Appellate Advocacy Blog

Editor: Tessa L. Dysart
The University of Arizona
James E. Rogers College of Law

Saturday, January 16, 2021

Appellate Advocacy Blog Weekly Roundup Saturday, January 16, 2021

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Each week, the Appellate Advocacy Blog Weekly Roundup presents a few tidbits of news and Twitter posts from the past week concerning appellate advocacy. As always, if you see something during the week that you think we should be sure to include, feel free to send a quick note to either (1) Dan Real at DReal@Creighton.edu or on Twitter @Daniel_L_Real or (2) Catharine Du Bois at DuBoisLegalWriting@gmail.com or on Twitter @CLDLegalWriting.

US Supreme Court Opinions and News

  • This week, the Supreme Court allowed the current administration to carry out three final federal executions, including the first woman to be executed by the federal government since 1953. This administration resumed federal executions after seventeen years without one and has executed thirteen people since July. Justice Sotomayor’s dissent in US v. Higgs, the final case, begins:

After seventeen years without a single federal execution, the Government has executed twelve people since July. They are Daniel Lee, Wesley Purkey, Dustin Honken, Lezmond Mitchell, Keith Nelson, William LeCroy Jr., Christopher Vialva, Orlando Hall, Brandon Bernard, Alfred Bourgeois, Lisa Montgomery, and, just last night, Corey Johnson. Today, Dustin Higgs will become the thirteenth. To put that in historical context, the Federal Government will have executed more than three times as many people in the last six months than it had in the previous six decades.

See reports in The Wall Street Journal, The Poughkeepsie Journal, CNN, The Washington Post, and The Associated Press

  • In the first abortion decision since Justice Barrett joined the court, the Supreme Court reinstated a requirement that women appear in person to pick up the pill required for medication abortions. The FDA rule had been waived during the pandemic, allowing the medicine to be distributed via mail. See the opinion and reports from The Associated Press, Bloomberg News, and Politico.

  • Taylor Swift became the subject of oral argument this week when the Justices discussed the singer’s request for nominal damages in a sexual assault suit. The discussion occurred during oral argument in Uzuegbunam v. Preczewski, a case asking whether students may sue their college for First Amendment Violations and seek nominal damages.  See reports in The New York Times and The Washington Post.

Federal Appellate Court Opinions and News

  • The Ninth Circuit will allow a SWAT officer’s First Amendment suit against the Las Vegas Police Department (LVPD) to proceed after he was penalized for a Facebook post. The LVPD claimed that the post incited violence but the court stated that the post “could be objectively interpreted as a provocative political statement against police officers being shot in the line of duty.” The decision comes in the wake of the violence at the US Capitol and amid debate about the line between free speech and inciting violence.  See opinion and report in the San Francisco Chronicle.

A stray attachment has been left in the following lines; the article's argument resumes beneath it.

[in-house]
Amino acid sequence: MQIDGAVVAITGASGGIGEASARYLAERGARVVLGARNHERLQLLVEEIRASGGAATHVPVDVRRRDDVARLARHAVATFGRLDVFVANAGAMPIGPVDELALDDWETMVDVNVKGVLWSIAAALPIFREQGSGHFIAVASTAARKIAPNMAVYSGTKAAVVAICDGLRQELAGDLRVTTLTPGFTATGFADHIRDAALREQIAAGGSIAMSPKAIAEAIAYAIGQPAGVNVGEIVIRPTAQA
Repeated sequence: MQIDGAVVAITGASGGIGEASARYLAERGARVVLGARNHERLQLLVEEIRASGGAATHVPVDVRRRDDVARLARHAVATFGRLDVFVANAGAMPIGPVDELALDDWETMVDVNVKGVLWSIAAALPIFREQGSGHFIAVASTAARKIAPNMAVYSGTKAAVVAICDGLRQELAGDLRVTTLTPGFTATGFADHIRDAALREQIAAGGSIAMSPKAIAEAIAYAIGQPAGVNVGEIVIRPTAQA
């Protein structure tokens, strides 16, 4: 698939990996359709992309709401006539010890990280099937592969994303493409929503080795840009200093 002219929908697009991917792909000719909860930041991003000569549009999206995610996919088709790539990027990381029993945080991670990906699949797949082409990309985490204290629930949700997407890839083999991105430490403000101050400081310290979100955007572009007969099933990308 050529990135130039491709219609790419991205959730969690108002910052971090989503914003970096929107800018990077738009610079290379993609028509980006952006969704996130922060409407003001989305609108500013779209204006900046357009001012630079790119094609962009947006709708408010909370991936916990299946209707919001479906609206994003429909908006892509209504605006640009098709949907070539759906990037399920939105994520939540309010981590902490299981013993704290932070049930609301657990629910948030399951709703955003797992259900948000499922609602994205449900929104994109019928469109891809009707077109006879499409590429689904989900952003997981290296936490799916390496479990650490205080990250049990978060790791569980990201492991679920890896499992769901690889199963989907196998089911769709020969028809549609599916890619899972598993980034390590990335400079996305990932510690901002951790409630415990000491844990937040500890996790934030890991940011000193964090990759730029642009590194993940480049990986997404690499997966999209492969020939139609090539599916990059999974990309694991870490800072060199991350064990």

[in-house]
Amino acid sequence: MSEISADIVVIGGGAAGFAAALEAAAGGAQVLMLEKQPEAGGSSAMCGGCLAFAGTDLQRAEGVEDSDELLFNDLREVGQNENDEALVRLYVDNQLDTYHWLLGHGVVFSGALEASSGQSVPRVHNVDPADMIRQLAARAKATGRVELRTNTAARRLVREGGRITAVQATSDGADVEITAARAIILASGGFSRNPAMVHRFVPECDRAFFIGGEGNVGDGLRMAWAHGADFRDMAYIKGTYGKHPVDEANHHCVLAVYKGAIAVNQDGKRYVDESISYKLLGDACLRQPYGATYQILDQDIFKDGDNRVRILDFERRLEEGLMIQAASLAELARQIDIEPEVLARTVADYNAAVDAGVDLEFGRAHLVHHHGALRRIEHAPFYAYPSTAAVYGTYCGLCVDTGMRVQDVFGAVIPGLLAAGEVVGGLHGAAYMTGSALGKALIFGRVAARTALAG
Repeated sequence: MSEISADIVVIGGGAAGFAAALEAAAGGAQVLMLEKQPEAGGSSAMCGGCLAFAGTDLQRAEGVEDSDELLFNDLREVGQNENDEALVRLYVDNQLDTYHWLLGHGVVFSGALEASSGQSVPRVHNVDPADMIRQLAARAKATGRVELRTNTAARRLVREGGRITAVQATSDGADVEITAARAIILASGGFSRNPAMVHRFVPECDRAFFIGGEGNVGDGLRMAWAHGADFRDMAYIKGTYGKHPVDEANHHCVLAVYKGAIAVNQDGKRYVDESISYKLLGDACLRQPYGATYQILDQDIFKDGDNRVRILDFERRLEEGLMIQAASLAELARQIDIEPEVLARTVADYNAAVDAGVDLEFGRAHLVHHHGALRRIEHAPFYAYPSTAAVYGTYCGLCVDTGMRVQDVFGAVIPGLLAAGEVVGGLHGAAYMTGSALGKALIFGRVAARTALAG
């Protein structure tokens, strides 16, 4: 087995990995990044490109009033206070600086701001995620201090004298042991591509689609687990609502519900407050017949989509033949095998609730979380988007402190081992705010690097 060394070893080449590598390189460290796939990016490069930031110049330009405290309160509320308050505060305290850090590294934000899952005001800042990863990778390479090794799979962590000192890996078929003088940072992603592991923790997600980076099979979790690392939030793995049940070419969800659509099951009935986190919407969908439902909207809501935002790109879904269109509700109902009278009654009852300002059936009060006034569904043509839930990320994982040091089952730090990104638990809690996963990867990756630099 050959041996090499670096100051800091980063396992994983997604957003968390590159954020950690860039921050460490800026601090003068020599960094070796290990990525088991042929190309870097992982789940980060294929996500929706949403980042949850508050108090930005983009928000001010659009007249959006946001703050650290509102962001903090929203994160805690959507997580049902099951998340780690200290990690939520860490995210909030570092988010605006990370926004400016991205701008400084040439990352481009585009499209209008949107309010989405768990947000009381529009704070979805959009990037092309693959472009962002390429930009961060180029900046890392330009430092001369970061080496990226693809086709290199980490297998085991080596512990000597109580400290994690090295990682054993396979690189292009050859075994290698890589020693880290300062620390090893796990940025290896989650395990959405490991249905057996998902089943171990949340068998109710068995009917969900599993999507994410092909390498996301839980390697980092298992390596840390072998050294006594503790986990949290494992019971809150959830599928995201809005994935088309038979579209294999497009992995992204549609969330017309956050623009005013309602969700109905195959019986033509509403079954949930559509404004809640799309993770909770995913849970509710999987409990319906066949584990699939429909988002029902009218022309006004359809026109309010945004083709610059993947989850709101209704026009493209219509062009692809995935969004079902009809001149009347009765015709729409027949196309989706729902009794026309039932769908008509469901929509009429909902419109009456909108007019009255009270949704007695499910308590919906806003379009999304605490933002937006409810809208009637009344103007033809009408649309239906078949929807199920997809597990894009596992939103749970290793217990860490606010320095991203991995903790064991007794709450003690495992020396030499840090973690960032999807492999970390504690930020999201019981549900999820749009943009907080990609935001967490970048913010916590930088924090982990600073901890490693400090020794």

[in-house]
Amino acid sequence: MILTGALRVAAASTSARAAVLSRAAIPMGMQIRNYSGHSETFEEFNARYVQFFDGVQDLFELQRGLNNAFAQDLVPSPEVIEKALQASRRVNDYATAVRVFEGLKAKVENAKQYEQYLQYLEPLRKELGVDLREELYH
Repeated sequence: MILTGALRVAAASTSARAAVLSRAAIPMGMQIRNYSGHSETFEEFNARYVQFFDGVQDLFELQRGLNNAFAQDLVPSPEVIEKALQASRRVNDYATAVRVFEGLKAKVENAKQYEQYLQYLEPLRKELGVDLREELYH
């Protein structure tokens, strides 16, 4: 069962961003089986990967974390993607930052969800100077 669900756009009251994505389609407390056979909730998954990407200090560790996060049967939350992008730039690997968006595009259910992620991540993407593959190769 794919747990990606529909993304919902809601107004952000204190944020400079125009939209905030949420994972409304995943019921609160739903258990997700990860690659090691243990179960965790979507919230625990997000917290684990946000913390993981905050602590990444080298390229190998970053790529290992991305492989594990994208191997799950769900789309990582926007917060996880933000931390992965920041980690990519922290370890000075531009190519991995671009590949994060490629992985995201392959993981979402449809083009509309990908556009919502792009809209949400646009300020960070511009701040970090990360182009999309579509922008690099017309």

• The Third Circuit ruled that Philadelphia’s plan to open the nation’s first safe-injection site would violate federal law. The ruling is another barrier for the nonprofit Safehouse, which hoped to open the site to combat fatal drug overdoses. The site would have offered support to drug users, including providing intervention for overdoses. The court ruled that the site would violate a federal law making it illegal to knowingly host illicit drug use and drug related activity.  According to the court, only a change in federal law would sanction the site. “[Safehouse’s] motives are admirable. But Congress has made it a crime to open a property to others to use drugs.” See the order and reports from The Wall Street Journal and The Associated Press.  

State Appellate Court Opinions and News

The Colorado Supreme Court updated its common-law marriage standard, which was established in 1987, to better account for same-sex couples. The new standard follows from three rulings and creates a more flexible and gender-neutral test that looks only to whether the couple mutually intended to enter a marital relationship and whether the couple’s subsequent conduct supported that decision. See the rulings here, here, and here and a report in The Denver Post

https://lawprofessors.typepad.com/appellate_advocacy/2021/01/appellate-advocacy-blog-weekly-roundup-saturday-january-16-2021.html

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